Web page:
Things I Learned from Bad Therapists, Part 3


As you may have surmised by now, I’m actually a big believer in therapy.  I’ve suffered from mental health issues (mostly anxiety and depression) for the better part of forty years, so I’ve seen a LOT of therapists.  Some of them have been helpful, and some not so helpful.  Everyone looks for something a little different in their therapist. I want a therapist to be more like a close friend than a doctor, which can be challenging because I don’t have many close friends.

The “bad therapist” i’m thinking about today actually wasn’t bad at all – he just was more like a doctor than a friend (not his fault).  But he taught me a couple of things:

Treat your depression like a medical condition

and don’t be afraid to get a new therapist

This guy (whom I’ll call Steven, because that’s his name) is a psychiatrist, and I was seeing him for major depression.  I was self-employed, and my business had experienced a major setback, which led to feelings of extreme anxiety, despair, and self-recrimination.  Steven prescribed an anti-depressant, as well as anti-anxiety medication, taking great care to check on any side effects and adjust the dosages as necessary.

I had been on and off medications for years, often relapsing into depression.  Steven told me that I should treat my depression like any other medical condition.  I think he compared it to diabetes.  I had read this before, and I didn’t disagree, but for some reason when he said this to me it stuck.  I have continued to take medication, and to see him for checkups, ever since.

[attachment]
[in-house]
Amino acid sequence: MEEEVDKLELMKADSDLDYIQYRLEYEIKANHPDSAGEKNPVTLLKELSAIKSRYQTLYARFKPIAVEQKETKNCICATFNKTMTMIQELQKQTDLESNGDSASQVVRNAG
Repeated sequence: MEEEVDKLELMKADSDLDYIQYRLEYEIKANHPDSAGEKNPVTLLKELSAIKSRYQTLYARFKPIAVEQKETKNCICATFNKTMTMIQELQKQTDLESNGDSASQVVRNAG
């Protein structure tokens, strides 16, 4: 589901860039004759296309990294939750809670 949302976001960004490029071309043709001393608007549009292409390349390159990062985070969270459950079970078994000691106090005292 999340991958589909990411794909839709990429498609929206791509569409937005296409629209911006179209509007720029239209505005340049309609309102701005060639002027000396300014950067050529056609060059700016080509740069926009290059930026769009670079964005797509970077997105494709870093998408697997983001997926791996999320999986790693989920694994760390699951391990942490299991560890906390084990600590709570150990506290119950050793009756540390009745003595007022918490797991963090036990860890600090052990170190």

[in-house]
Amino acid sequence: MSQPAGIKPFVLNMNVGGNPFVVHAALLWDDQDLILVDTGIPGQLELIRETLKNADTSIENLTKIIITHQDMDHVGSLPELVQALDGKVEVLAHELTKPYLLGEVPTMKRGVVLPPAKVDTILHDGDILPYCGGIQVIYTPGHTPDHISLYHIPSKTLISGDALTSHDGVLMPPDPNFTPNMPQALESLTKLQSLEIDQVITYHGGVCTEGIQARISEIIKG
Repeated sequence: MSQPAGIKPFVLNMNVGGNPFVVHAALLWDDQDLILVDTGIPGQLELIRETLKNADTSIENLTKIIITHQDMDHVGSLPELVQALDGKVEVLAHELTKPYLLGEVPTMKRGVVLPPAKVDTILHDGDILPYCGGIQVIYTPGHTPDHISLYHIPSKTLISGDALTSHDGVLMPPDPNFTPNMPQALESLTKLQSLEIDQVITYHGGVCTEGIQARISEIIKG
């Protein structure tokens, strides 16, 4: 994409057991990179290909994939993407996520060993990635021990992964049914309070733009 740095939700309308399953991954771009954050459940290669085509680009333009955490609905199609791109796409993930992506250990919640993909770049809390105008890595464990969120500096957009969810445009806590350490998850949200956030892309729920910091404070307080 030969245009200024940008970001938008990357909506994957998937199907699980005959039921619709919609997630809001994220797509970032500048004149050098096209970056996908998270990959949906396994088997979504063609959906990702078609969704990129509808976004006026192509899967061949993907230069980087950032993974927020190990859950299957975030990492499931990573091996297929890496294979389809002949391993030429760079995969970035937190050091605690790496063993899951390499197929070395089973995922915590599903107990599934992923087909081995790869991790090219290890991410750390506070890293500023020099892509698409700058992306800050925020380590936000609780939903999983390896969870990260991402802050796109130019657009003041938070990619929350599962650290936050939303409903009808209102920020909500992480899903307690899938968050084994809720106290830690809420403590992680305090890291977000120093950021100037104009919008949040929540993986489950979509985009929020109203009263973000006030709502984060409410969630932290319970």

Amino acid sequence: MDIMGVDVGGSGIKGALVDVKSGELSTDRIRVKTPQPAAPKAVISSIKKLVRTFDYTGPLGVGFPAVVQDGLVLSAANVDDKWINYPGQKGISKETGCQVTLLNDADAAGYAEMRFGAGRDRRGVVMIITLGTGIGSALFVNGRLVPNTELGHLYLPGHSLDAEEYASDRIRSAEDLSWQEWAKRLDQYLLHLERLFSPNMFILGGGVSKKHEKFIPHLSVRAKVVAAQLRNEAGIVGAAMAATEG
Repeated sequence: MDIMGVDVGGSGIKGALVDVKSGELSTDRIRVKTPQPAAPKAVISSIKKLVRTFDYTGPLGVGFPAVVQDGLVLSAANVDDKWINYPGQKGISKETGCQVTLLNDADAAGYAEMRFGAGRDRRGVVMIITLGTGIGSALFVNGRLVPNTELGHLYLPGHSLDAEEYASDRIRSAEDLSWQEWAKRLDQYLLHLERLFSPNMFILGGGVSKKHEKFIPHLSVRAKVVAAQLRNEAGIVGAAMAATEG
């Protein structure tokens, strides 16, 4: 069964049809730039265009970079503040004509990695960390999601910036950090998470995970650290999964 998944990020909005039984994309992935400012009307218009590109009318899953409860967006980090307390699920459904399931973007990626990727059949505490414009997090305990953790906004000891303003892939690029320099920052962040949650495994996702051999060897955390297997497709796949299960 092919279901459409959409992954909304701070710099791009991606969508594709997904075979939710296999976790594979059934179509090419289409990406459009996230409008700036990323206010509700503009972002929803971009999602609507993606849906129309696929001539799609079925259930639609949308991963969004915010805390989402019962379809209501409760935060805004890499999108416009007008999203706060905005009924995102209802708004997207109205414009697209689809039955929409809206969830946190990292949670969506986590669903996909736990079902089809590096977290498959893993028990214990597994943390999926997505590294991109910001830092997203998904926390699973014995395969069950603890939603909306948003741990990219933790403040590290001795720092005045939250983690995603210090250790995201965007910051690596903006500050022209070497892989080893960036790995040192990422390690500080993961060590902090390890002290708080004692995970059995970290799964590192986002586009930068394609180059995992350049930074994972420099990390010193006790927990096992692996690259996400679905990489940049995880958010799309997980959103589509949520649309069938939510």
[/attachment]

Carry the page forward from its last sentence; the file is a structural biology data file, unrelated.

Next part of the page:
Unlike any psychiatrist I’d seen before, Steven also made an earnest attempt at talk therapy.  Our appointments, instead of being just med checks, also consisted of me telling him how I was feeling, what thoughts I’d been having, and him listening, asking questions and making suggestions.

The medications helped, but even though he is a really nice guy, I felt like I wasn’t getting much out of the talk therapy.  I didn’t tell him, because I didn’t want to hurt his feelings.  Luckily though, he recommended I see a therapist in his office who specialized in talk and couples therapy.  I still see this therapist now, and she has been great.

He realized that I needed more help than he could give, and by doing so he gave me a valuable gift.  However, many therapists might not act the same way.  They either might not be able to sense that you’re not getting better, or may not want to refer you for fear of losing business.  If I’m in this situation again, I hope I’ll have the courage to seek our additional help on my own.



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